What a year it’s been. What a year it’s been for our kids. In school; out of school. Parents/carers working from home; some not working at all. Playdates, sleepovers, hugs and high fives from friends – all put on hold.
How can we shield our kids from the worries of the world? The simple answer is we can’t.
But what we can do, especially with World Mental Health Day happening on October 10, is talk about worries and anxiety openly with our kids, family and friends – and not shy away from it.
Why is this important? The latest statistics from Kids Helpline show that across Australia, there has been an increase of 24% more children and young people attempting to contact this essential 24/7 counselling service since March compared to the same time last year. Mental health remains the key concern – up 36% between March and August 2020 compared with the same period last year.
Why is this important to me? I’ve lived with severe anxiety myself, and watched my two young daughters go through their own challenges requiring professional help. One was due to an anxious personality that had intensified to unhealthy levels. The other due to a school bomb scare that had rocked her confidence and resilience.
It’s hard to watch as a parent. And hard to know what to do. They were both quite young at the time, and there were limited resources for my wife and myself to call upon to help start up a conversation around what they were feeling.
Luckily, through my own lived experience, I knew how important it was to speak up about these worries. Like many men, I covered up what I was going through for many years and saw the negative impact of this on myself and my family. Our kids wellbeing is too important not to help them talk about their worries and if required, seek the additional help of experts.
So when my severe anxiety led me to leaving my own business for a period of time, I decided to do something positive and write a picture book for kids dealing with worries. I wanted to create a resource that family, friends and teachers could use to start up conversations with kids, and remove the stigma around talking about mental health.
I started Why Worry Wally? in 2015. Self-published it at the end of 2019. I never could have predicted the importance of such a book in 2020.
My aim was to use Wally and his worries to normalise anxiety. It’s important that kids feel like they are not alone or weird for having these thoughts, and that there’s things they can do that can help. Like simply talking about their worries – with a parent, a friend, a teacher, or a doctor. Thinking positive thoughts. Or breathing and exercising.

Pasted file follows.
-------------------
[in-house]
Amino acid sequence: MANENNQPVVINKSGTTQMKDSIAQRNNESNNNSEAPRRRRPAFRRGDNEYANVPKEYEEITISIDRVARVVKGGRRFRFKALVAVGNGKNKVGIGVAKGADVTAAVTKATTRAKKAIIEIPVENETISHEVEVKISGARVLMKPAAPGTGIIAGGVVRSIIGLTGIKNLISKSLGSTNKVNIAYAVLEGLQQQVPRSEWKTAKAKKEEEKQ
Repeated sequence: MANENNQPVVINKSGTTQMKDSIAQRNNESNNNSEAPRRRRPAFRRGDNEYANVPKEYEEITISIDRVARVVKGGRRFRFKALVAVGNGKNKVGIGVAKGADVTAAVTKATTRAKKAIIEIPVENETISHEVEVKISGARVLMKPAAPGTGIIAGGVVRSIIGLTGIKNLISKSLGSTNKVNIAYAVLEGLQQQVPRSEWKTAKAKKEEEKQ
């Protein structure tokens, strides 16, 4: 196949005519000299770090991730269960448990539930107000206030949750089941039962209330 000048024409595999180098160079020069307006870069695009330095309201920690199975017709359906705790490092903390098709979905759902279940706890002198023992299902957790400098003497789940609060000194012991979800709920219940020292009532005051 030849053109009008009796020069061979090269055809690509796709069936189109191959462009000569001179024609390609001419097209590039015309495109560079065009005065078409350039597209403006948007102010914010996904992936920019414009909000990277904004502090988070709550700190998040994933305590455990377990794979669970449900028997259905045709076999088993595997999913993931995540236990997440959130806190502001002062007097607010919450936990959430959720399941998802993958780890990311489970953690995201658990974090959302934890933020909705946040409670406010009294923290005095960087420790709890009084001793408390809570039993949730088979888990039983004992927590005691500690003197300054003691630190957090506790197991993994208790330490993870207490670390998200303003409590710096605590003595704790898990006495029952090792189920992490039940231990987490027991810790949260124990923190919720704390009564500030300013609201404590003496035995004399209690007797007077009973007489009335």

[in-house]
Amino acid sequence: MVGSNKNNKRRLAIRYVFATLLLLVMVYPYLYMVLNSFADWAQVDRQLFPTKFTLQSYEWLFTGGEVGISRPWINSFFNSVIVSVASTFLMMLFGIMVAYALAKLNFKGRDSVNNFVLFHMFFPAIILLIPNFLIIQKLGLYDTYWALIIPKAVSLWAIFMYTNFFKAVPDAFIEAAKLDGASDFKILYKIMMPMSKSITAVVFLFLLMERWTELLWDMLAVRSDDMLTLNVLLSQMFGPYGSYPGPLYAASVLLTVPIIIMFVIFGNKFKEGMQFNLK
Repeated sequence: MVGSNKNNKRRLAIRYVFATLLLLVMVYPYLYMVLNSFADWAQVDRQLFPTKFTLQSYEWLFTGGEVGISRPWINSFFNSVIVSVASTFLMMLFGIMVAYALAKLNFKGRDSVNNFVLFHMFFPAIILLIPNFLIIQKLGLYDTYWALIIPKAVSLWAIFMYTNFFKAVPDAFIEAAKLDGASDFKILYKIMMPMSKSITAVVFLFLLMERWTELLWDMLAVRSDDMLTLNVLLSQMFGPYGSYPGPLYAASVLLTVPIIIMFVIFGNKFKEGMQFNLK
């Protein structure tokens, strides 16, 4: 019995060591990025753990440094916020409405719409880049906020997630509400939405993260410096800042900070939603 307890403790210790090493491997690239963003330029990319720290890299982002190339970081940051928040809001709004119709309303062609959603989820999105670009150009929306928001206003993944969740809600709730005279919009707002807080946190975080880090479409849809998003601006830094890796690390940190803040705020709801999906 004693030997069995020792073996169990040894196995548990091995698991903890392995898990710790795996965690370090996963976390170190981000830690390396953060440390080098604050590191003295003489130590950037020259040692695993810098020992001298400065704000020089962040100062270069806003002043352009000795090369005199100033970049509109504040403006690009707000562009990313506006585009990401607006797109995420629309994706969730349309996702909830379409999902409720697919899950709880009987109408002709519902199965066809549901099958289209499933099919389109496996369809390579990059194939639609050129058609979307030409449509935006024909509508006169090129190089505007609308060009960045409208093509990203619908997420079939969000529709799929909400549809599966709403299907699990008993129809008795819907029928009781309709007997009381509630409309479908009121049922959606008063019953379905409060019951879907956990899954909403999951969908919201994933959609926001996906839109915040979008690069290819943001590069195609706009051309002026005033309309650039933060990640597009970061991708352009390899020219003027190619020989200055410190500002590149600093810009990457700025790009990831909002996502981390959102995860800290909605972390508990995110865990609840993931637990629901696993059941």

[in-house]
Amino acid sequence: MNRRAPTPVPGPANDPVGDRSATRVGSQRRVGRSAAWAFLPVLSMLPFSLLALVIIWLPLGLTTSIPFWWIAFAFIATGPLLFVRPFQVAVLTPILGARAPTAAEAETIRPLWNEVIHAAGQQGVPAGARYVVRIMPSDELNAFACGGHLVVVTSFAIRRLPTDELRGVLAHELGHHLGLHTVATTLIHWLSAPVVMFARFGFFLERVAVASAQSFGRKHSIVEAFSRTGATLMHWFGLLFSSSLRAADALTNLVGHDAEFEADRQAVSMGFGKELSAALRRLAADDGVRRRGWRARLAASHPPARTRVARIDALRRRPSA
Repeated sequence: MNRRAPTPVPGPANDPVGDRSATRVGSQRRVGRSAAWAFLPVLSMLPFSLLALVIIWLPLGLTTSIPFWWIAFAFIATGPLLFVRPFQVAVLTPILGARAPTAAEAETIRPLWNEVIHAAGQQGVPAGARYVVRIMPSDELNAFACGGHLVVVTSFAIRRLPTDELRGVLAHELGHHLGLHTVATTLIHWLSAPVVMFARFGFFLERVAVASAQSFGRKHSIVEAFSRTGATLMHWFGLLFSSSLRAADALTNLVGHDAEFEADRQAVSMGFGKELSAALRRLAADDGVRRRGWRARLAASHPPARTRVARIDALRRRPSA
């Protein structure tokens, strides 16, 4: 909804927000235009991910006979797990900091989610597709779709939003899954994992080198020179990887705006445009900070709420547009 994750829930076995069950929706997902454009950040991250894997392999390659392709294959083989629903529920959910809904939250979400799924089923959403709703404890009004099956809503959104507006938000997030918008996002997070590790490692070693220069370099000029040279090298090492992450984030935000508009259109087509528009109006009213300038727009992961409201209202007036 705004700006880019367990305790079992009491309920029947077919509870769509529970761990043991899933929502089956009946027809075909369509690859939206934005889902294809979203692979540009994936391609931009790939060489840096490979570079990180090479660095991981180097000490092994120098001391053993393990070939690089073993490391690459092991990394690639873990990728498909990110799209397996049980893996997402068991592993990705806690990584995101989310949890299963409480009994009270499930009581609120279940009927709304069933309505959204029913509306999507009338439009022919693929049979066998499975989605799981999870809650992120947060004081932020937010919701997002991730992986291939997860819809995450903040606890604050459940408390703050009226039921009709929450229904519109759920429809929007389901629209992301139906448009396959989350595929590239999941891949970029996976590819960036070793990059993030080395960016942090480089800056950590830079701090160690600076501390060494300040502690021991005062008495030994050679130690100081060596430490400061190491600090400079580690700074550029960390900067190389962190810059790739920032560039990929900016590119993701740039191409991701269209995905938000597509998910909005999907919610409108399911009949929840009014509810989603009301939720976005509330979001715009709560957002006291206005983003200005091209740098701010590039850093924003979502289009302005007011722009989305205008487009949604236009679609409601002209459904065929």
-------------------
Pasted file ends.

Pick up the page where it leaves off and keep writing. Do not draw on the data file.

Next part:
Kids Helpline, who have endorsed Why Worry Wally’s message, has undertaken 120,893 responses to help children and young people in the first eight months of this year.
“Young people shouldn’t feel ashamed to seek help,” explained Tracey Adams, CEO of yourtown who run the Kids Helpline service.
“As an expert in the field of early intervention services, Kids Helpline acts as a ‘safety-net’ for children and young people in a broader social support system, having a unique position of being the only national free and confidential 24/7 counselling service available to those aged from 5 to 25 years of age.“
There’s also plenty that parents and carers can do. An article published in the Australian Journal of General Practice addressing COVID-19 and kids anxiety, suggested parents/carers can minimise negative psychological impacts for their children by:
- looking after their own mental wellbeing
- providing clear, age-appropriate information
- reassuring their children that they are at low risk and that there is a plan to manage the overall risks of the virus
- reducing exposure to news and social media reporting related to COVID-19
- maintaining routines
- assisting children and adolescents to maintain social contacts via internet-based means
- involving children in a family plan to mitigate risk and promote positive mental and social wellbeing.
Through supporting services such as Kids Helpline and other community initiatives, my hope is that Why Worry Wally? has a life outside of the pages through the impact it can have on kids lives. I’m also planning to design a program for schools where the book can be used by students and teachers to talk about worries and ways to deal with them.
It’s been an incredibly unsettling time for kids, and for all of us. But we shouldn’t hide away from this. The more we can open up conversations around mental health challenges and the way we’re feeling, the better off we all will be. I’ve seen first hand the importance of making kids feel they can talk openly about their worries, and I’d love Why Worry Wally? to play a part in helping with this.
If you need to talk to someone there are many groups ready to help including:
Kids Helpline 1800 55 18 00
Lifeline 13 11 14
Beyond Blue 1300 22 46 36
About the author:
Rick Foster is a Melbourne-based Dad and author of Why Worry Wally?, a picture book that helps kids and parents talk about and manage their anxieties. Why Worry Wally? is available to purchase through his website www.rickfoster.com.au and at a range of independent bookstores. A percentage of profits from every book sold goes to supporting the wonderful work of Kids Helpline.